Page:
The 1970s were a pivotal time for those in my generation, so I was drawn to Eat the Document: A Novel. I participated in my share of protests against the Vietnam War and the tragedy of Kent State.

From the synopsis, we learn: “In the heyday of the 1970s underground, Bobby DeSoto and Mary Whittaker — passionate, idealistic, and in love — design a series of radical protests against the Vietnam War. When one action goes wrong, the course of their lives is forever changed. The two must erase their past, forge new identities, and never see each other again.”

As the story opens, Mary has put five states between herself and what happened. She is using the name “Caroline,” and it is obviously an informal kind of name change, as we will discover later how she makes the change more permanent. And what that kind of change feels like…as if her life, as she knew it, is now definitely over.

The story sweeps back and forth between the 1970s and 80s and into the 1990s, and we see some similarities between the protests back then and those in the later era. The story spotlights some characters living in Seattle, like Nash, who manages a bookstore called Prairie Fire Books, and the store owner, Henry, who seems to have some dark urges governing his days and nights.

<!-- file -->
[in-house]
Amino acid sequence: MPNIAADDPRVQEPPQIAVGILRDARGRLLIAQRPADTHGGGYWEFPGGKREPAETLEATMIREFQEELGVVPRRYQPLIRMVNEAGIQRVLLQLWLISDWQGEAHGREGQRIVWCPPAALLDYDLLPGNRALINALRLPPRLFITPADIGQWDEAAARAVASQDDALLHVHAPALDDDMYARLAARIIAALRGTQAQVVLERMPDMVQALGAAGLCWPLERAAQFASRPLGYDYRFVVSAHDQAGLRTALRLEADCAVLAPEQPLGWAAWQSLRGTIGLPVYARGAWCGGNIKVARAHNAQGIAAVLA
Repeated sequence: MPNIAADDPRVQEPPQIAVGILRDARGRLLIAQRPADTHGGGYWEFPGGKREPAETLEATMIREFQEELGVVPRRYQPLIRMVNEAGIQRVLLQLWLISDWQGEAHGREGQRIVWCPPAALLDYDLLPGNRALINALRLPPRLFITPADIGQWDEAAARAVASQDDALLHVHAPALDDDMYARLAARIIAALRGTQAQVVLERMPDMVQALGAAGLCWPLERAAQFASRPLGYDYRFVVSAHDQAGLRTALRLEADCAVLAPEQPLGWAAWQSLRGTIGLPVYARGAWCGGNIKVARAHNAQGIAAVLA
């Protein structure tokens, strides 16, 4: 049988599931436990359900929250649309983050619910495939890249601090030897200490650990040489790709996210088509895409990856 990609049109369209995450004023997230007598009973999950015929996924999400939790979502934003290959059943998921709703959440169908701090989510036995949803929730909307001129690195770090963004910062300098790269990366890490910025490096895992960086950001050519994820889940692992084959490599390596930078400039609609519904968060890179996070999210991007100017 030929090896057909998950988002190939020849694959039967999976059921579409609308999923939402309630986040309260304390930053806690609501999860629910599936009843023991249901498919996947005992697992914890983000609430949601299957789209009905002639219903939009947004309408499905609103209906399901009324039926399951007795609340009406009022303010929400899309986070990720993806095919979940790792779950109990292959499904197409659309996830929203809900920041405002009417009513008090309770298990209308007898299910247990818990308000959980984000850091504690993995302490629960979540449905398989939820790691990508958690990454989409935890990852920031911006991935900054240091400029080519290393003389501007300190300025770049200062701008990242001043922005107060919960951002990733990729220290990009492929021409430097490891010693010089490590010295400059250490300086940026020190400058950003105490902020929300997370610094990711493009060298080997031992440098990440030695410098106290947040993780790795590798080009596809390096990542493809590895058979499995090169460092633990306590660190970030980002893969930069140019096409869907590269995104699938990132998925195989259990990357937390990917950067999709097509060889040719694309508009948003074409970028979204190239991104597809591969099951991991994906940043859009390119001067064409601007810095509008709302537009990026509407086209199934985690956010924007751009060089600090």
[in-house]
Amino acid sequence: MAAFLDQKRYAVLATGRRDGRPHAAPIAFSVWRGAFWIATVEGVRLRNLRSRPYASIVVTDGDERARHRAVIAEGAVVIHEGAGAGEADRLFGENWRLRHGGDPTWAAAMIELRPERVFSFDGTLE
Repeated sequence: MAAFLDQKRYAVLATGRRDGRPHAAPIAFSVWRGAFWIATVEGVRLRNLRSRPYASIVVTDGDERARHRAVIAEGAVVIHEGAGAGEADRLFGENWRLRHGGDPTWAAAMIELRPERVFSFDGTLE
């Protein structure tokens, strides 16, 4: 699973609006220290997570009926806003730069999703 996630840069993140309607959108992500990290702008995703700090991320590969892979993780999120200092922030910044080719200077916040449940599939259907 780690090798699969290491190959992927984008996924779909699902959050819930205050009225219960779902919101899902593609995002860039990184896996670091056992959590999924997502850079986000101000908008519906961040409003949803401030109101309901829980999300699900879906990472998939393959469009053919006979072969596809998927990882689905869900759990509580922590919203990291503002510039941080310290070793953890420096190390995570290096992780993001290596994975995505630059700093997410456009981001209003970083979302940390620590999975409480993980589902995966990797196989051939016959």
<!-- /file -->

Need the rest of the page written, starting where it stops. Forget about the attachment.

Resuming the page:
We focus a bit on Jason, the 15-year-old son of the newly recreated Louise (who was once Mary, then Caroline, and a few other reinvented selves). From Jason’s point of view, we see that he is struggling with what he feels are secrets his mother is keeping. He senses something.

Will Jason discover Mary’s past? Will Nash and Mary connect at some point? Who is Nash? Mary/Louise’s movements through the 1970s and onward have brought her to Washington, closer to what is happening in Seattle.

As the past converges on the present, we can look back and feel the flavors of the times as they were changing…and appreciate how, in the present, there is still something of the past that lingers. A captivating read that kept my interest, except for a few chapters that introduced some of the 1990s characters. 4.0 stars.


  1. I’ve been curious about this book (in the library) for a long while. I recall it receiving quite a bit of recognition when it came out. I’m so glad you reviewed it. It has an enticing premise for sure. People on the run!


    • Oh, yes, I love the idea of it….and I’ve seen movies with this premise lately, like The Company You Keep with Robert Redford, Susan Sarandon, and a few other “oldies but goodies.” Thanks for stopping by, Susan.


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